Native

Native, a poem.

Walking past headstones at Wounded Knee,

I am tourist for the day.

 

Watching names rise from the parched earth,

planted back in the sorrowful season—

No Ears, Yellowbird, Her Many Horses . . .

 

Death grows well in the little cemetery on the hill,

where prairie grass struggles to breathe,

and trees never do achieve a graceful height.

 

An Indian stops by with an offering.

The wind sifts and carries the dust of his ancient song to the dead,

through granite and ground, back to bone.

 

His song resonates, sticks in my Adam’s rib,

catches hold of my breath.

 

And I stand, head bowed in Sunday reverence,

waiting for the benediction.

 

A moment later we turn to go—

him to his Chevy,

me to my compact—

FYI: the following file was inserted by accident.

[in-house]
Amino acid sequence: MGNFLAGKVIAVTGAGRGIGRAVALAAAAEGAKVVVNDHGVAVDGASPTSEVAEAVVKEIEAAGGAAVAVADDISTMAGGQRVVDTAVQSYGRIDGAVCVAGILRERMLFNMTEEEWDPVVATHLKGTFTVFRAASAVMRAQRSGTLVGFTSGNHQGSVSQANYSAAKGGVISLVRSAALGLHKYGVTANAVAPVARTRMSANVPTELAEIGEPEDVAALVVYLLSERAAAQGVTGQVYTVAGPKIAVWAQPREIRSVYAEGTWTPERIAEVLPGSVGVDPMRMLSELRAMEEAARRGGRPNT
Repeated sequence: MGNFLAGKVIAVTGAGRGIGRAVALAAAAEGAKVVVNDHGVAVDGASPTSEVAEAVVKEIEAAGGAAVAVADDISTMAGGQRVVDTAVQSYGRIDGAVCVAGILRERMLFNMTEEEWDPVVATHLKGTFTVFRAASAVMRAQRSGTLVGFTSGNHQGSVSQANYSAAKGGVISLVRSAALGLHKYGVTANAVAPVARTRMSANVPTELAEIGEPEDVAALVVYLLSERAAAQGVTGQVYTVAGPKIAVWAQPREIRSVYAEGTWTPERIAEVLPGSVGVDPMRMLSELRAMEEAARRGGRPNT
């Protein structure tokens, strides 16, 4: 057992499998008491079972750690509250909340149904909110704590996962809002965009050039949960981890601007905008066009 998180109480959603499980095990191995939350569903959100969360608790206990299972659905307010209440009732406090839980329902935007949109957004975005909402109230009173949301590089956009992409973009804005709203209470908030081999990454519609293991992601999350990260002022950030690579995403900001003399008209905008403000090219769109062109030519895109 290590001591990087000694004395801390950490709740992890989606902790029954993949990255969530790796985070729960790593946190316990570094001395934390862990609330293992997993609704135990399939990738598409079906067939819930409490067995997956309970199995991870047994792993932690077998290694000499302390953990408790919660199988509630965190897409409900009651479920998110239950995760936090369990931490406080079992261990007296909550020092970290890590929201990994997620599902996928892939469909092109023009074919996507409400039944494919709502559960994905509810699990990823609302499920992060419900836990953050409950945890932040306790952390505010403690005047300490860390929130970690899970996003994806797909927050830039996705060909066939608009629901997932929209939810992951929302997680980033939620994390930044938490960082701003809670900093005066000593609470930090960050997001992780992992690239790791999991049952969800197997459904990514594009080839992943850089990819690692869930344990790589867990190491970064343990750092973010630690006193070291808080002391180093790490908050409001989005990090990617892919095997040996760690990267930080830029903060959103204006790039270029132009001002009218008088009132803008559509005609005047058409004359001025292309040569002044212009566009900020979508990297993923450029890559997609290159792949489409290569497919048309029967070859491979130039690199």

Each to his own America.

6 Responses

  1. Oh Amy! That poem is marvelous! It quite took my breath away. I was affected the same way on the battlefield at Gettysburg a few years ago.

    An Indian stops by with an offering.
    The wind sifts and carries the dust of his ancient song to the dead,
    through granite and ground, back to bone.

    Calen~
    Impromptu Promptlings
    A to Z Challenge Letter N

    • Oh dear… I can tell I’m going to be thinking about this one for awhile. I have a poetry journal wherein I collect poems written by friends. It’s called Poems from Middle-Earth and Vicinity. I always ask before I copy poetry into it, and I would love to add your poem. Let me know if it’s ok?

      • amy@amyharkemoore.com

        I’d be honored! 🙂 I have to tell you, Calen, that the best part of this challenge for me has been our exchanges here and on your site. 🙂 Definitely want to keep in contact when this is over.

    • Oh!!! And do you mind if I reblog it on my site? I have a Poet’s Corner feature I do on my blog now and then. I would love to spotlight you and your poem…

      • amy@amyharkemoore.com

        Sure. I’d be happy to be featured. 🙂

    • amy@amyharkemoore.com

      Oh, I know! I felt that way about Gettysburg, too.